Romanian plum butter

Encouraged by Romanians’ recent obsession with healthy eating, a mother-daughter plum butter business takes off from Topoloveni, Argeș.

It’s been 10 years since Bibiana Stanciulov, 58, bought a part of a food factory in the small town of Topoloveni, 90 km away from Bucharest. When she got home, she told her daughter, Diana, that she had made a great acquisition. Little did Diana know that Bibiana had been crying all the way to Bucharest after seeing what she paid roughly $100,000 for: a pile of dust and rust.

That didn’t deter her. She rehired people who used to work there (Bibiana now has 25 employees) and, with the help of technical director Cecilia Găgeanu, she started making plum butter (magiun in Romanian). Butter is not marmalade, nor jelly, nor jam. It’s a consistent fruit paste with no added sugar or pectin.

Topoloveni is the perfect place for this. Plum butter has been made there for a century, because the town is in a hilly district, with the perfect weather and soil for plum trees. (The plum tree is the most grown fruit tree in Romania, EU’s main plum producer.) Unfortunately, these local fruits are not of great quality, so most of them are used to make the traditional Romanian brandy, țuică.

Through the years, Găgeanu has developed a special recipe for the Topoloveni factory plum butter, a combination of different types of fully ripe Romanian plums that would give it a great taste even without sweeteners. She is the only one who knows how to make it from scratch. The plums (around 10,000 tons a year) are boiled for 12 to 14 hours in order to obtain it.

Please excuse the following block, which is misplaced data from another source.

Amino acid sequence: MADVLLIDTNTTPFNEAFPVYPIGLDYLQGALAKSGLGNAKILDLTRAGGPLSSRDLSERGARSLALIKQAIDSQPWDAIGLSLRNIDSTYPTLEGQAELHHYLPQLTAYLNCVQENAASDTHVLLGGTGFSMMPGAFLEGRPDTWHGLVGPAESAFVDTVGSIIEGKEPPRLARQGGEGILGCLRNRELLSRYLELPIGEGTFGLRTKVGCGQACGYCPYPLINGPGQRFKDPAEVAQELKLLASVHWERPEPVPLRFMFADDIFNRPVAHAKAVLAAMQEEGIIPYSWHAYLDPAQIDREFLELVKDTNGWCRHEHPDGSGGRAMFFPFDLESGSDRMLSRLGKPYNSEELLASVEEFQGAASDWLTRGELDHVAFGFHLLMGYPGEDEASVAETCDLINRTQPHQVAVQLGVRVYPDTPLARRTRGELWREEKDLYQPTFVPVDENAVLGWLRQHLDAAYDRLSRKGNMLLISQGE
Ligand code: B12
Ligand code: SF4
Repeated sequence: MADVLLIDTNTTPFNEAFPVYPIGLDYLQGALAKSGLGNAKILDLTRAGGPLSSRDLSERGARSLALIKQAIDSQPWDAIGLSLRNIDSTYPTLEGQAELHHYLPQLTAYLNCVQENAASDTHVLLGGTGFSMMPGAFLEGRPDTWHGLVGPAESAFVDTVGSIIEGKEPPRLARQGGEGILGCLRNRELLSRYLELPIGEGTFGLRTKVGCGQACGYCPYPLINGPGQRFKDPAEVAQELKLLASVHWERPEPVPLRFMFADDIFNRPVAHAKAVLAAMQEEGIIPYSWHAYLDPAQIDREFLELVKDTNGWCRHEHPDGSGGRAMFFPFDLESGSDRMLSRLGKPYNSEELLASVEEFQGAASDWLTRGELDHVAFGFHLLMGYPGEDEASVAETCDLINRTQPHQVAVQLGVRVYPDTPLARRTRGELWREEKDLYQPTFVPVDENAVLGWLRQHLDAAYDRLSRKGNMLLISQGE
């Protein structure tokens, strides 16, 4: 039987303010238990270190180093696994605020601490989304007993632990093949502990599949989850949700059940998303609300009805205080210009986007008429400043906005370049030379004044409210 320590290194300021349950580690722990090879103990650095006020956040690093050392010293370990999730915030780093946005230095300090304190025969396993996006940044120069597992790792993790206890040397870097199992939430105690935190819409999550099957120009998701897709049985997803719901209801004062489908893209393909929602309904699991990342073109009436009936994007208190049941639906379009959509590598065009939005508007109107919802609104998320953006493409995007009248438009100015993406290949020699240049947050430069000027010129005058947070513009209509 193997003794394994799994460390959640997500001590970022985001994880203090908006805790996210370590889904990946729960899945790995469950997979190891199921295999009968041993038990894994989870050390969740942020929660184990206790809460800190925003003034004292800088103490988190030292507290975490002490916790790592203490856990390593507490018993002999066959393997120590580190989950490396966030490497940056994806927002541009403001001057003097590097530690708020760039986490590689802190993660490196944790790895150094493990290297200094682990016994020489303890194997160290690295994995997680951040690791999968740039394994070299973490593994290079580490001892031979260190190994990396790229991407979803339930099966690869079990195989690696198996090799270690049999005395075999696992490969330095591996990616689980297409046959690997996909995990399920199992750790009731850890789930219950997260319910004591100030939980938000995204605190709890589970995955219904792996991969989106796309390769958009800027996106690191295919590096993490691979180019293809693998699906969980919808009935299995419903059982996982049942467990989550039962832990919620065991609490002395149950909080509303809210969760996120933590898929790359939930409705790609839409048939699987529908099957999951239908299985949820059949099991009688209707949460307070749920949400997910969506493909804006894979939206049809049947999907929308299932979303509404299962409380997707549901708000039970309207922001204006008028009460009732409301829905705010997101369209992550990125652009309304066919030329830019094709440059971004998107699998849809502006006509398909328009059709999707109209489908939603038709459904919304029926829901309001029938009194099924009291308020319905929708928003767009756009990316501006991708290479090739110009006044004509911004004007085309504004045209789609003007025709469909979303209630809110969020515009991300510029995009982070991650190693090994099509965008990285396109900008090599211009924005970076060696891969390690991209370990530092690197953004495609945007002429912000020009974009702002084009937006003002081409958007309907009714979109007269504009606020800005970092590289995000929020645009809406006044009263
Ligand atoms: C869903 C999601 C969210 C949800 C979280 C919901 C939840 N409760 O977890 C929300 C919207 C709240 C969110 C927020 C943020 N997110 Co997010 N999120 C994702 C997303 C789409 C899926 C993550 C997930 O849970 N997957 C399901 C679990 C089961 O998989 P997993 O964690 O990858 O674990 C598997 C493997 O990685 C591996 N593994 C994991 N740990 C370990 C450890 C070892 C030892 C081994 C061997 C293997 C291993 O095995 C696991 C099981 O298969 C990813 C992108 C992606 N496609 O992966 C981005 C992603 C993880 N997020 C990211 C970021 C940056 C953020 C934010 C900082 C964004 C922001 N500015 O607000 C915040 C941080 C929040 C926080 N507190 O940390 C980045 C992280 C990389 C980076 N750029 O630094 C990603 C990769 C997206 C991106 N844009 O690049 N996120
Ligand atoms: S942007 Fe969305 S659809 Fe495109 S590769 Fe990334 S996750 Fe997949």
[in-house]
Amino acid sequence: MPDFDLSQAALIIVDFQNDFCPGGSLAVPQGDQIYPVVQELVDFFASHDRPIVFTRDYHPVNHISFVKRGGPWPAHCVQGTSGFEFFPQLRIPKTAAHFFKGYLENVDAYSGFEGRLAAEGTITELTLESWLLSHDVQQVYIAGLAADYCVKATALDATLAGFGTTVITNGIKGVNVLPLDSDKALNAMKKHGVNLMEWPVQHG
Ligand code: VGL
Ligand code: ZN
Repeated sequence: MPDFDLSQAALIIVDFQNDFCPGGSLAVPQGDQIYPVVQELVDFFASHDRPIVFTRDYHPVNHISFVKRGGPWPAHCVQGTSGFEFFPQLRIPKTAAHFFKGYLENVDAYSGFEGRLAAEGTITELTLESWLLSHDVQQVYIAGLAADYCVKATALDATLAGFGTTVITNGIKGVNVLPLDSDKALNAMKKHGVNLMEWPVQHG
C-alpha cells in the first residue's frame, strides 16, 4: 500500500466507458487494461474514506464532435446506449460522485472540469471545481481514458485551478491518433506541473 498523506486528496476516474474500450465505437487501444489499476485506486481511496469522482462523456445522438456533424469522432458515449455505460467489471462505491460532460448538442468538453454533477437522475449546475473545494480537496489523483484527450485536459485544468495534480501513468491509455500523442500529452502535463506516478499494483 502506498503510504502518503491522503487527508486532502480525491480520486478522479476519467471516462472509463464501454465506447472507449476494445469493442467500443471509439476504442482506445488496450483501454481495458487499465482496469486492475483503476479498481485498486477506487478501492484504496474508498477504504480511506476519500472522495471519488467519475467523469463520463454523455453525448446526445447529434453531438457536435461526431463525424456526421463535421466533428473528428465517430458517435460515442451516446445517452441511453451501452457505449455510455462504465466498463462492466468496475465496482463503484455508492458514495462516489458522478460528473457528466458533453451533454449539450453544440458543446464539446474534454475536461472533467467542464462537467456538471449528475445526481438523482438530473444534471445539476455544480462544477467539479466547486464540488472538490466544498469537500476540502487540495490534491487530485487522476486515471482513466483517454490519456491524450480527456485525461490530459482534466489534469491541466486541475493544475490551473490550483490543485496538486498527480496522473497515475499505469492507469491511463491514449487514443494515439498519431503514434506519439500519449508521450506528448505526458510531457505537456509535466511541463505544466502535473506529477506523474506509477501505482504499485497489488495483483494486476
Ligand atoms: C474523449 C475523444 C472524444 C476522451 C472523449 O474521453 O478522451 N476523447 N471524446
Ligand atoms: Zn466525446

At first, Bibiana sold her paste to a foreign client who bought it all in barrels (160 to 200 tons per year). But in 2008 she decided it was time to enter the Romanian market. She invested 500,000 euros in modernizing her factory (half EU funds, half a bank loan). Plum butter, food scientists told her, is extremely rich in fibers and antioxidants, information Bibiana used as a selling point. 

“Magiun de Topoloveni” was launched in May 2009. Diana, who is 33 and a jurist, began handling communication and marketing. They toured farmers’ markets in Bucharest and other cities across the country; Bibiana went on TV to tout the health benefits; Diana visited everyone from small shops to big chains to convince managers to sell it. In less than a year, they went from newcomers to established producers.

They are now in the process of acquiring protected geographical indication from the EU – which would make their plum butter the only Romanian product to have it (Prosciutto Amatriciano, Beaufort and Darjeeling are such products). The designation certifies that this kind of plum paste can only be made in Topoloveni, at the Stanciulov family factory, according to their recipe.

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Primăvară, 2010

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